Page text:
The history of hip hop is distinctly American, though, like other "distinctly American" forms of dance, its roots extend back through jazz to African dance.
In the 1960s in New York City, the uprock and breaking dance styles started to develop alongside hip hop music. At the same time, dancers in California, inspired by Hollywood robots, were working on dance moves to imitate them through locking and popping. In the 1970s, professional street-based dance crews emerged and popularized these various subcategories of hip-hop. As hip hop gained ground in the American cultural imagination, dancers blended the two different coast styles into one big genre of hip hop.
Social forms of hip hop dancing evolved alongside hip hop music — in the 90s we had the Running Man and the Cabbage Patch, in the 2000s the Soulja Boy and the Dougie. Unlike most dance styles on this list, hip hop was developed without a formal structure and was not created in a studio. In other words, a hip hop dancer only needs a natural sense of rhythm and practice, rather than formal training, to become skilled in the style.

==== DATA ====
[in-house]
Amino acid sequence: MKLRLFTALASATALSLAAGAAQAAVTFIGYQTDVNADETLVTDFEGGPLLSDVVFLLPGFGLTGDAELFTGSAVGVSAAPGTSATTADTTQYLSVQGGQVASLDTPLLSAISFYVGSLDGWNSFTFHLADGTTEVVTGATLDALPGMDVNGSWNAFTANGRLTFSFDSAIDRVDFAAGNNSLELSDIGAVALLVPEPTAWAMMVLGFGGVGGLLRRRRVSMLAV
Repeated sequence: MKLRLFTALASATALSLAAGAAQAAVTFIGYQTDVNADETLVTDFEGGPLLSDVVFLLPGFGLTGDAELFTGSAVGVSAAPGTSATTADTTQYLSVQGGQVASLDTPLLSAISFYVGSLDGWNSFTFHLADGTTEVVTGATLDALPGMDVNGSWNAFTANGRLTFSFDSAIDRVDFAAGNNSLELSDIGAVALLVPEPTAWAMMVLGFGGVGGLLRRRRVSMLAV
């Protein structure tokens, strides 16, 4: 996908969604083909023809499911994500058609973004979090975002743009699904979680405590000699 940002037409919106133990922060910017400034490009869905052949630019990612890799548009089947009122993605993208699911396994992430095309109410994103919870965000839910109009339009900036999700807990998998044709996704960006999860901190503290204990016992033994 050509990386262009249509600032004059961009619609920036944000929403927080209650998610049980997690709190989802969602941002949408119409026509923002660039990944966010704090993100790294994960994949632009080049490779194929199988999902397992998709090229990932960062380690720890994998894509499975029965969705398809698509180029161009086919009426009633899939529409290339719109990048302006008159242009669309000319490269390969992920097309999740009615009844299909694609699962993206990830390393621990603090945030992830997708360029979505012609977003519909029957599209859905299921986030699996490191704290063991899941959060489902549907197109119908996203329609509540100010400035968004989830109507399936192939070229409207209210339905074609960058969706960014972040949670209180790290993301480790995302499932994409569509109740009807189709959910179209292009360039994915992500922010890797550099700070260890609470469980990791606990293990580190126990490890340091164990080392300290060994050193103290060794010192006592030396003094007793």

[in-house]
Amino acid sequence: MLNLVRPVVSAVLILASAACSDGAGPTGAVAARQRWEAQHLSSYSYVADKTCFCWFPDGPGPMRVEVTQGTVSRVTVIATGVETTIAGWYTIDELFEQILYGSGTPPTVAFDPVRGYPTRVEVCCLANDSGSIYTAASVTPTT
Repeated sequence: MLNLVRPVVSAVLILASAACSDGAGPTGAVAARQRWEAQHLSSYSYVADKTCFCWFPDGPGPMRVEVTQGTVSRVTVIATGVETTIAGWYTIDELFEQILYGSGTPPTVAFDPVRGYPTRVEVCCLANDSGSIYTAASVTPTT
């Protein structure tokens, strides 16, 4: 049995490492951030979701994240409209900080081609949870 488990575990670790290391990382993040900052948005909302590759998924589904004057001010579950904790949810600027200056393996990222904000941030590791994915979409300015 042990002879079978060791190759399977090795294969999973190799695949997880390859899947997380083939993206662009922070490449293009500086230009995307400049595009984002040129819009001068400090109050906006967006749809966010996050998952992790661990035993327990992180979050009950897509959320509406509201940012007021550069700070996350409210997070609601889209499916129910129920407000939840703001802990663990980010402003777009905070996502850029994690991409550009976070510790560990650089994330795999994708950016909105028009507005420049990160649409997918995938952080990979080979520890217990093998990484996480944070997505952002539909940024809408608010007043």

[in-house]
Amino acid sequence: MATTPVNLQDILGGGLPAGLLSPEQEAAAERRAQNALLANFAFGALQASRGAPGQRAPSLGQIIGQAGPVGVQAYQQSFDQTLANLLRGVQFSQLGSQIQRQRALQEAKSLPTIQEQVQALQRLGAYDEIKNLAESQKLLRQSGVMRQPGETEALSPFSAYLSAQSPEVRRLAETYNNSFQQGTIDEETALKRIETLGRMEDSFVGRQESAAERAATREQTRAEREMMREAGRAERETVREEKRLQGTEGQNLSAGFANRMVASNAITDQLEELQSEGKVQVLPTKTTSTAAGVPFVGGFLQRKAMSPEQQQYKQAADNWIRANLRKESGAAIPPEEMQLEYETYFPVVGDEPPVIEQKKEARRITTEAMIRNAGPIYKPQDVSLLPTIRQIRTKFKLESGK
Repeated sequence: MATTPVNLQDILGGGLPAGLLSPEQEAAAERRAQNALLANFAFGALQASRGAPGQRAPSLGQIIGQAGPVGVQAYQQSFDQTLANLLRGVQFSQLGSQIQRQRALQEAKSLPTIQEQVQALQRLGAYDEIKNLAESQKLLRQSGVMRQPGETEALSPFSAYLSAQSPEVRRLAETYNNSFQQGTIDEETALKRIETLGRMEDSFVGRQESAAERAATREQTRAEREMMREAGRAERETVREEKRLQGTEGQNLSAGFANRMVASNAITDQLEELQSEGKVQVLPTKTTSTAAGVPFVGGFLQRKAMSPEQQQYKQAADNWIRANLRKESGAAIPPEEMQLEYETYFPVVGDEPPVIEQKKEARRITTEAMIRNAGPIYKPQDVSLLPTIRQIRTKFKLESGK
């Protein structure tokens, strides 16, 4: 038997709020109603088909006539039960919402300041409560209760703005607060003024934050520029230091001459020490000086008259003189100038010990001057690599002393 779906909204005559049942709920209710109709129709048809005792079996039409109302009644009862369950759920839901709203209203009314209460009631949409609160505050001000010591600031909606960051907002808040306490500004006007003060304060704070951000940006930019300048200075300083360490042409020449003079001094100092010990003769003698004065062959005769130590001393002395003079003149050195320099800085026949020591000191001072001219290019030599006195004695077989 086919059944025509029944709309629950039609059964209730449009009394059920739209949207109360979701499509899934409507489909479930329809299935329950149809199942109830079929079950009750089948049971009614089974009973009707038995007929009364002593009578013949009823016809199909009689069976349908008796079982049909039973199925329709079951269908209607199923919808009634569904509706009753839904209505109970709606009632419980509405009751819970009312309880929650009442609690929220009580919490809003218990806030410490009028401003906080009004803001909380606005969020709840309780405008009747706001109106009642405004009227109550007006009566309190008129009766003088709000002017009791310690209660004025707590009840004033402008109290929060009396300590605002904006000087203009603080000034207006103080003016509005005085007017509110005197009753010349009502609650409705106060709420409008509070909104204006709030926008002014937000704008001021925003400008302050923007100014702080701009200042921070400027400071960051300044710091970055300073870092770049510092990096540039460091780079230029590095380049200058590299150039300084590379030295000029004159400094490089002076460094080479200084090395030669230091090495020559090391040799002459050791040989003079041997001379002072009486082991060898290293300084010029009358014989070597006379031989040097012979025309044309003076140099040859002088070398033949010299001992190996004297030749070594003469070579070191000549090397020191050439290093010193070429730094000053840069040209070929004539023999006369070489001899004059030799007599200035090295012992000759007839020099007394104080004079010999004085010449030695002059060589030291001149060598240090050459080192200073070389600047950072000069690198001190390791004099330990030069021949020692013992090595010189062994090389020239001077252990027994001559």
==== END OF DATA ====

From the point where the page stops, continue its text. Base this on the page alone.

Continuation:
Recently, modern hybrids of hip-hop (lyrical hip hop, jazz-funk) have become popular in the entertainment industry. However, because these versions incorporate highly technical elements of other dance disciplines, these versions (sometimes called "studio hip hop") are not always considered to be authentic.
Some identifying elements of hip hop include:
Competitive nature: hip hoppers challenge each other with dance moves
isolations: dancers control and move specific parts of their bodies
Popping: quick contraction and release of a dancer's muscles to the beat of the music
Locking: performing a series of movements to "lock" parts of the body in different positions
Breaking: improvisational freestyle movements performed closely to the rhythm of a song, often including flips and tricks